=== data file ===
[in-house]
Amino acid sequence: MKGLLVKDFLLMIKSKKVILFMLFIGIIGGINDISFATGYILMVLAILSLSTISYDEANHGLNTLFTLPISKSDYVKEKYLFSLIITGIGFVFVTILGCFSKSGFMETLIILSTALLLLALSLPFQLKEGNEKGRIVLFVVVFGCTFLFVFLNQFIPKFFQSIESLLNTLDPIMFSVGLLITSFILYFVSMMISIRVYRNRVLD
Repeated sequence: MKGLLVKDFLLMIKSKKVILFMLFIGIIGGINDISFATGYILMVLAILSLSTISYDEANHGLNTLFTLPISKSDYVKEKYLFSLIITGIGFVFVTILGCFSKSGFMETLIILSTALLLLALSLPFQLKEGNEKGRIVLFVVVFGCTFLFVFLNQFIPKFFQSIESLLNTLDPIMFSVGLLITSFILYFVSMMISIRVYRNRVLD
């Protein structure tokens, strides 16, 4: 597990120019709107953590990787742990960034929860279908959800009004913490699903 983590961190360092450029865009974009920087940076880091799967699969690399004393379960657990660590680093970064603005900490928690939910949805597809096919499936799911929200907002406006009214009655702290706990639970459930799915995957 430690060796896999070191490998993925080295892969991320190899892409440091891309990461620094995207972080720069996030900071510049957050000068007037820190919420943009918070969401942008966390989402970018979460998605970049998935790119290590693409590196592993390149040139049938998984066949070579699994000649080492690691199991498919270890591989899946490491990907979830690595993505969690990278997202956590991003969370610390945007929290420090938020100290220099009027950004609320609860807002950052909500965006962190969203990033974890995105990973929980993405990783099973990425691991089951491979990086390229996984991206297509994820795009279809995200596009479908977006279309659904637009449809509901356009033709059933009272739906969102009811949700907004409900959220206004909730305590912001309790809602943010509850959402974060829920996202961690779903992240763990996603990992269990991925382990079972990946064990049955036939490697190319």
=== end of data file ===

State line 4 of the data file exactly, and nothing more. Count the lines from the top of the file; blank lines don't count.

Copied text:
């Protein structure tokens, strides 16, 4: 597990120019709107953590990787742990960034929860279908959800009004913490699903 983590961190360092450029865009974009920087940076880091799967699969690399004393379960657990660590680093970064603005900490928690939910949805597809096919499936799911929200907002406006009214009655702290706990639970459930799915995957 430690060796896999070191490998993925080295892969991320190899892409440091891309990461620094995207972080720069996030900071510049957050000068007037820190919420943009918070969401942008966390989402970018979460998605970049998935790119290590693409590196592993390149040139049938998984066949070579699994000649080492690691199991498919270890591989899946490491990907979830690595993505969690990278997202956590991003969370610390945007929290420090938020100290220099009027950004609320609860807002950052909500965006962190969203990033974890995105990973929980993405990783099973990425691991089951491979990086390229996984991206297509994820795009279809995200596009479908977006279309659904637009449809509901356009033709059933009272739906969102009811949700907004409900959220206004909730305590912001309790809602943010509850959402974060829920996202961690779903992240763990996603990992269990991925382990079972990946064990049955036939490697190319």